As in all languages, English sentences are necessary for communication. Hence, it is important that everyone—doctors, cooks, architects, housewives, firemen—no matter what lot in life, must have good writing and speaking abilities. Without a doubt, a person’s ability to effectively write and speak all depends on how good they are in forming sentences.

Indeed, all English sentences follow a basic pattern. In other words, every sentence always has two main parts. In this lesson, we will be exploring these two parts: the subject and the predicate.

Subjects in English Sentences

First of all, what comprises the subject of a sentence? Basically, in English sentences, the subject is either a noun, pronoun, or group of words acting as a noun. It is always a name of a place, a person, an animal, or an object. The subject is what the sentence is all about.

The following are examples of words used as subjects:

  • Christine, elephant, Japan, Caspian Sea, baguettes, orchids, New York City

Basically, there are three types of subjects: simple, complete, and compound.

Complete Subjects

Basically, the complete subject includes the noun, pronoun, or group of words acting as a noun that the whole sentence is about. In general, the complete subject often consists of more than one word. However, it may also consist of only one word.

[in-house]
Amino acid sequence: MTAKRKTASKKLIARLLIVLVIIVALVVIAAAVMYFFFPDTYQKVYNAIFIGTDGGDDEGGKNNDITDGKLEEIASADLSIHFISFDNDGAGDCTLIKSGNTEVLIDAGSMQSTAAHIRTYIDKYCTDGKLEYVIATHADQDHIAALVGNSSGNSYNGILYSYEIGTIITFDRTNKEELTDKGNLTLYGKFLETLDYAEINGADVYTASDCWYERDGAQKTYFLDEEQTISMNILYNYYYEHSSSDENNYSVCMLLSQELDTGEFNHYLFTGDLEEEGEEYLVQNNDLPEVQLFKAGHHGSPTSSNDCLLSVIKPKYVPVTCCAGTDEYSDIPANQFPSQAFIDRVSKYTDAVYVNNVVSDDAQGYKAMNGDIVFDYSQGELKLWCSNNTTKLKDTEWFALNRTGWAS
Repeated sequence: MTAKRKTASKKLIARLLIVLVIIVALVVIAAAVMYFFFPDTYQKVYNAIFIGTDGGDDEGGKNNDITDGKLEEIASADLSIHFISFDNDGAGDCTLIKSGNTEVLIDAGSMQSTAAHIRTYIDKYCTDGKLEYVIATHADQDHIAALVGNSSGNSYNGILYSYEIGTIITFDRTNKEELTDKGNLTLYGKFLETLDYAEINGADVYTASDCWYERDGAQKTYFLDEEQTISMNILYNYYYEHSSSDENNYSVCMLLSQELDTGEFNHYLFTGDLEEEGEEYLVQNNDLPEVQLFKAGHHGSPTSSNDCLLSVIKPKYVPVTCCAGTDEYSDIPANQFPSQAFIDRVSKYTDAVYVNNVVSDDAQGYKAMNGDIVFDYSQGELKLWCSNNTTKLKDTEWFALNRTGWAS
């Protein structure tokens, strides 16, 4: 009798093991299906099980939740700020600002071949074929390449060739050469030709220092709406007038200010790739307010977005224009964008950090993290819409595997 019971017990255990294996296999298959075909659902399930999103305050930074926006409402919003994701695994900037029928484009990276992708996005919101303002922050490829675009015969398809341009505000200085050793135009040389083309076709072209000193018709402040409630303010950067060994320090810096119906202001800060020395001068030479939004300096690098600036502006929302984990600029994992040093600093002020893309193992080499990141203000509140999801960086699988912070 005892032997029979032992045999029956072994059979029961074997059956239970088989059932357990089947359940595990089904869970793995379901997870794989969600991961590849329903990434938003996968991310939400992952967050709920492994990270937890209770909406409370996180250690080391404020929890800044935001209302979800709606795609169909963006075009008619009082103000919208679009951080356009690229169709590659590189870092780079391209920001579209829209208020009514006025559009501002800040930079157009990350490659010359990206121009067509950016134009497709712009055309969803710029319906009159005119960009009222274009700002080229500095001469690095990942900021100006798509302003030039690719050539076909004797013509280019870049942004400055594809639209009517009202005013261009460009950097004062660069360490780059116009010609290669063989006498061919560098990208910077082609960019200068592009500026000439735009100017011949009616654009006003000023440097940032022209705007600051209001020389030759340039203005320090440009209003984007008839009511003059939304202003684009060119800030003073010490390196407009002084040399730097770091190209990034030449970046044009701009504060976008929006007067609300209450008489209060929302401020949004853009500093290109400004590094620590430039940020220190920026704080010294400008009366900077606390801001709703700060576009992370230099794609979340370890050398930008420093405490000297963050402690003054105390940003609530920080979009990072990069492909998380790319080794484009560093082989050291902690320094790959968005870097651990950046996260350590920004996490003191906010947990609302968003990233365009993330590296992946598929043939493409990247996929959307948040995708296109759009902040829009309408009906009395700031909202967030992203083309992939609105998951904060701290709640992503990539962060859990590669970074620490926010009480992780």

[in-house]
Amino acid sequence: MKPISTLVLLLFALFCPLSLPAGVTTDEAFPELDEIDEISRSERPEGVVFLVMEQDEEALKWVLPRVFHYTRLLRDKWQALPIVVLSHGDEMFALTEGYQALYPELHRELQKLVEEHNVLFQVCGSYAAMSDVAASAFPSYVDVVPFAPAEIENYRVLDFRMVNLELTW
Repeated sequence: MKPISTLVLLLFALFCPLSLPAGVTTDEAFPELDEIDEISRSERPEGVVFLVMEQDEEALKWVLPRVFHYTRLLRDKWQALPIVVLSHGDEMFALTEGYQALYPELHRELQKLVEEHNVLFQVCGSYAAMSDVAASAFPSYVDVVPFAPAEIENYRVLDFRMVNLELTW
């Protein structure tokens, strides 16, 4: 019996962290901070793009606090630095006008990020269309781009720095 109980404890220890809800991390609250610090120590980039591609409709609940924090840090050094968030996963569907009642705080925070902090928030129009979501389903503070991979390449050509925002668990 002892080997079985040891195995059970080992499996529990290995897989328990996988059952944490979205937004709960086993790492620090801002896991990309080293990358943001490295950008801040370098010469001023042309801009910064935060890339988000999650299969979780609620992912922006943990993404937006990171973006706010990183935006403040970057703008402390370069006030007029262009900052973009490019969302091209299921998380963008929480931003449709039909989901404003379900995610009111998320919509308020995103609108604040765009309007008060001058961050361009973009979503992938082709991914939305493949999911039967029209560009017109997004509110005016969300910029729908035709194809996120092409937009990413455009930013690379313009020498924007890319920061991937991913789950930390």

Take a look at the following examples showing complete subjects.

  • She prepared a lot of dishes.
  • The little girl in the red dress is my niece.
  • Tired students came trooping in.
  • Six of the puppies were declared healthy and ready to be rehomed.
  • Two of his friends attended medical school.

Simple Subjects

Next, are simple subjects. The simple subject is the essential noun, pronoun, or group of words acting as a noun. Essentially, they cannot be left out of the complete subject.

Take a look at the following English sentences showing simple subjects.

  • A friend of mine sent me a letter.
  • The little girl in the red dress is my niece.
  • Tired students came trooping in.
  • Six of the puppies are healthy.
  • Two of his friends attended medical school.

Compound Subjects

Finally, some English sentences can have two or more subjects. When two or more subjects have the same verb, they are called compound subjects. Most compound subjects are joined by a conjunction like and or or.

The following are examples of compound subjects.

  • Tegan and Sara are part of a popular band.
  • Heat, light, and water are used in certain physical therapy.
  • Either the writer or the film director will talk on our career day.
  • Snow and rain have made the roads treacherous to drive on.
  • Lions and hyenas are well-known predators.
english sentences basic parts
These are the basic parts of a simple sentence. The subject, made up of a noun, and the predicate which contains a verb (encircled).

Predicates in English Sentences

The next part of English sentences is the predicate. If the subject contains a noun, the predicate contains a verb. Verbs are words that describe an action. Predicates include verbs that tell something about the subject. Together with the subject, these two basic parts express a complete thought.

The following are examples of words that can be used as predicates:

  • jumped, vanished, plays, had studied, will arrive